What we know about hybrid variant COVID – NBC Chicago

The omicron XE hybrid strain, also known as the “Frankenstein” variant, has spread around the world, but should people in Illinois and Chicago be worried?

Here’s an overview of what we know so far:

What is XE?

The XE variant is a recombinant, meaning it has parts of two different variants rearranged into a new virus, which in this case are BA.1, the original omicron strain, and BA.2, known as name of “stealth omicron”.

The recombinant variants themselves aren’t out of the ordinary, according to health officials.

“Recombinant variants are not an unusual occurrence, especially when there are multiple variants in circulation, and several have been identified during the pandemic to date,” Hopkins said. “As with other variant types, most will die fairly quickly.”

According to the Centers for Disease Control and Prevention website, XE is currently not monitored by US epidemiologists, nor has it been labeled as a “variant of interest” or a “variant of concern.”

The WHO said it would continue to study the recombinants and provide updates as new evidence becomes available.

Is XE in Chicago or Illinois?

So far, no cases of the XE variant have surfaced in Chicago or Illinois, according to health officials.

During the week of April 3-9, all COVID cases in Chicago were identified as the omicron strain, with approximately 86% of cases reported as BA.2. Nevertheless, no cases of XE have been reported so far, based on CDPH data.

Across Illinois, 99% of COVID cases were of the omicron variant during the week of April 3-9, according to data from the Illinois Department of Public Health, with less than 1% of cases being delta . No cases have been reported to the XE.

An earlier CDPH email said it continues to closely monitor circulating variants and is part of regional and national monitoring efforts.

Chicago Department of Public Health Commissioner Dr. Allison Arwady said she was not yet concerned about the new strain.

“Any time you see a new variant emerge, the main thing is that it has…it may have a little edge, maybe a bit more contagious, but no, it’s not one of those variants at this point. which worries me specifically,” she said. “It remains a kind of version of omicron.”

How contagious is XE?

XE may be the fastest-spreading strain to date, according to preliminary research, but studies are underway to determine the exact contagiousness of the variant.

Data showed that XE has a growth rate of 9.8% above BA.2, the UK Health Security Agency revealed in late March.

The World Health Organization has released similar information, citing estimates that show XE is 10% more transmissible than BA.2. However, these findings require further confirmation, the agency noted.

The more contagious omicron BA.2 subvariant has become the dominant strain of COVID-19 in the United States, but international health experts are placing greater emphasis on a new hybrid variant that may be even more infectious.

BA.2 was previously identified as the most transmissible variant because it spreads about 75% faster than BA.1, according to health officials.

“Whenever there is a more transmissible virus, it has the chance to become the predominant virus in the world,” said Hannah Barbian, genomic epidemiologist at the Regional Innovative Public Health Lab at Rush University Medical Center.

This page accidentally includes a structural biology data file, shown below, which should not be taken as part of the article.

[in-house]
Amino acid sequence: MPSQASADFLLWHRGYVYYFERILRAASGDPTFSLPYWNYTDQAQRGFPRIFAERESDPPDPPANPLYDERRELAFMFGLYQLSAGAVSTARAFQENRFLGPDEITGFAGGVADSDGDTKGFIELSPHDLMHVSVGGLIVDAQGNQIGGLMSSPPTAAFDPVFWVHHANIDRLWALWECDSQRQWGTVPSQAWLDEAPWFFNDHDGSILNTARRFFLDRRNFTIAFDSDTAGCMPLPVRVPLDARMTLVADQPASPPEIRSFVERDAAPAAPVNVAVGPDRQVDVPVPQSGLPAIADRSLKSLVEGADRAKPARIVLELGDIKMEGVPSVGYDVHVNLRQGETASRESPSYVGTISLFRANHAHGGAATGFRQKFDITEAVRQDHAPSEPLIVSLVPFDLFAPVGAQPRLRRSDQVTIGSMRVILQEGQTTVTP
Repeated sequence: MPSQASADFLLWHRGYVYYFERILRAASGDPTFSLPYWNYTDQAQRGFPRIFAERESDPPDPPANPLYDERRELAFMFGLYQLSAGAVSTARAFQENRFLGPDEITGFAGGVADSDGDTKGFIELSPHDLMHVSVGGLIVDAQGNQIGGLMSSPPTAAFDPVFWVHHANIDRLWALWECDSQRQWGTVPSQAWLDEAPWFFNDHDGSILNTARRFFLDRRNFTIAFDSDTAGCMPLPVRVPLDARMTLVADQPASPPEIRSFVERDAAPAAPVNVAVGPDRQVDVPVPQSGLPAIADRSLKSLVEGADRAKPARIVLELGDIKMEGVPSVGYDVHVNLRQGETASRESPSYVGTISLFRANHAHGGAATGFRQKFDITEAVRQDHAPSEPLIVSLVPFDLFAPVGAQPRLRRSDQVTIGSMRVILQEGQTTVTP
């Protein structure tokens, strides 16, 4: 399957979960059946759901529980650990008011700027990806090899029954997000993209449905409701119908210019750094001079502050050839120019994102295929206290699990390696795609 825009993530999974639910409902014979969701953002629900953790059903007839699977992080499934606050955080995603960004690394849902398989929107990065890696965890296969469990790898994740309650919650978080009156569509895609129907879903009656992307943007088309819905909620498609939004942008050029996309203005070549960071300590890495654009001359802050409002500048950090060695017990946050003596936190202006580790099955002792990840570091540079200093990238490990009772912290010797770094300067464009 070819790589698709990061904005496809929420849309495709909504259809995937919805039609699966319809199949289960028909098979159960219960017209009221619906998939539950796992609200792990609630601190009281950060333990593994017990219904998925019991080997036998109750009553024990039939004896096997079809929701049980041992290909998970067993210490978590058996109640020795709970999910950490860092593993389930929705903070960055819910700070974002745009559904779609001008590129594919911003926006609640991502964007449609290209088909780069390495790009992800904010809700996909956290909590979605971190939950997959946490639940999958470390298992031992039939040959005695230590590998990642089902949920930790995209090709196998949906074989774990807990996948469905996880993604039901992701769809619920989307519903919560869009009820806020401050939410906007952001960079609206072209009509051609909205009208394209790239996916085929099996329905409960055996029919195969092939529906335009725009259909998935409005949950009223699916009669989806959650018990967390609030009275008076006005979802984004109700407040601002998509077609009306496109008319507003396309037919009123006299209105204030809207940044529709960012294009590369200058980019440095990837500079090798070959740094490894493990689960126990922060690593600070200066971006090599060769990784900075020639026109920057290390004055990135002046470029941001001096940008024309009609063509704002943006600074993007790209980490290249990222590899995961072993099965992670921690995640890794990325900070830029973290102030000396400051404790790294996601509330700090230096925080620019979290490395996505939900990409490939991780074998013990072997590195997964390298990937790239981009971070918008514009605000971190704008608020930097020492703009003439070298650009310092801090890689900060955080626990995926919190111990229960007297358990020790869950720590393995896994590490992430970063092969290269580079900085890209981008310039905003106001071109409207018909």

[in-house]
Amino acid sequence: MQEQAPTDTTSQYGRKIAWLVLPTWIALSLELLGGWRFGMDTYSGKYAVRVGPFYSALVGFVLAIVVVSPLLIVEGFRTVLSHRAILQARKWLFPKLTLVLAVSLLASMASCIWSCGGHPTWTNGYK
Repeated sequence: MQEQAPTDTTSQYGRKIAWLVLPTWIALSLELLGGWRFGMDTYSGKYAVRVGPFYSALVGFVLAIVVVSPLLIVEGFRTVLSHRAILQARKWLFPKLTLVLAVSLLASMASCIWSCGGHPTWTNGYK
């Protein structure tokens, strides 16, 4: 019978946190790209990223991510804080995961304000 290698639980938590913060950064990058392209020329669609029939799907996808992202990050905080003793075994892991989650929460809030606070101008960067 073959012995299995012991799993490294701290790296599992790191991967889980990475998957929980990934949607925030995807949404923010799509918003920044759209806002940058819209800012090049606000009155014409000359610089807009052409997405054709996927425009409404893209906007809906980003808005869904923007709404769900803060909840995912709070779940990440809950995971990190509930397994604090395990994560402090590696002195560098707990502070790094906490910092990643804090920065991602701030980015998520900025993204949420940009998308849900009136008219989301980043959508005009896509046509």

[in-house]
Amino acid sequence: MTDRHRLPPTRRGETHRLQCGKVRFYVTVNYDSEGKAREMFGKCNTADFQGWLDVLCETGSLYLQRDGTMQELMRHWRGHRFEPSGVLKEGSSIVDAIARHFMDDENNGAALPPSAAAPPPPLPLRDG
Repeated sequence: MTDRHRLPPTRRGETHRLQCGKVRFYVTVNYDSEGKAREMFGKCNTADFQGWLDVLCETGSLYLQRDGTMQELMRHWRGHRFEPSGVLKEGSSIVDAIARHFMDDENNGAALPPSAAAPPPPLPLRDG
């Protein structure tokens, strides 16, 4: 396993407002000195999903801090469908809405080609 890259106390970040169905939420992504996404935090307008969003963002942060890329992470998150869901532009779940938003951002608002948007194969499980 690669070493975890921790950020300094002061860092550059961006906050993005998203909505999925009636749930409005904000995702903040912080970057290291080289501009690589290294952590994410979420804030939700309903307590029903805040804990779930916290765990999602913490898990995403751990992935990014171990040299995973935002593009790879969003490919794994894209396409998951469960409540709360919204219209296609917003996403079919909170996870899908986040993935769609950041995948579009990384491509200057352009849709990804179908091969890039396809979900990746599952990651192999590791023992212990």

Experts have said COVID vaccines have been effective against all variants that have surfaced, when it comes to preventing hospitalizations and deaths. However, more studies are needed to see what impact vaccines might have on the XE variant.

Why is XE called the “Frankenstein” variant?

Because the variant combines both BA.1 and BA.2 to create XE, some health experts say the two viruses combine in a “Frankenstian” style with a single host.

However, a Chicago expert said recombinant variants, such as the XE strain, are quite common and the name “Frankenstein” could be misleading.

“Recombinants quite often occur naturally with viruses,” said Hannah Barbian, a genomic epidemiologist at the Regional Innovative Public Health Lab at Rush University Medical Center. “So I think Frankenstein is maybe a bit misleading in that it suggests some sort of artificial origin, but recombinant viruses are just a natural process of viral biology.”

What’s happening in the UK and around the world?

XE was first detected in mid-January in the UK, where more than 600 cases have since been reported, according to the UK Health Security Agency.

As of April 5, 1,125 cases of XE had been identified in the UK, up from 637 on March 25. The first confirmed case has a specimen date of January 19 this year, suggesting it could have been circulating in the population for several months.

According to data from the health agency, cases of the new strain have nearly doubled in Britain since it was first detected.

On Tuesday, Japan reported its first case of omicron XE in a woman in her 30s who arrived at Narita International Airport from the United States on March 26. The woman, whose nationality was not immediately disclosed, was asymptomatic, Japan’s health ministry said Monday. .

XE has since been detected in Thailand, India and Israel. These latest Israeli cases are suspected to have developed independently. The United States has yet to report any cases of XE.

NBC Chicago

Not all news on the site expresses the point of view of the site, but we transmit this news automatically and translate it through programmatic technology on the site and not from a human editor.
Back to top button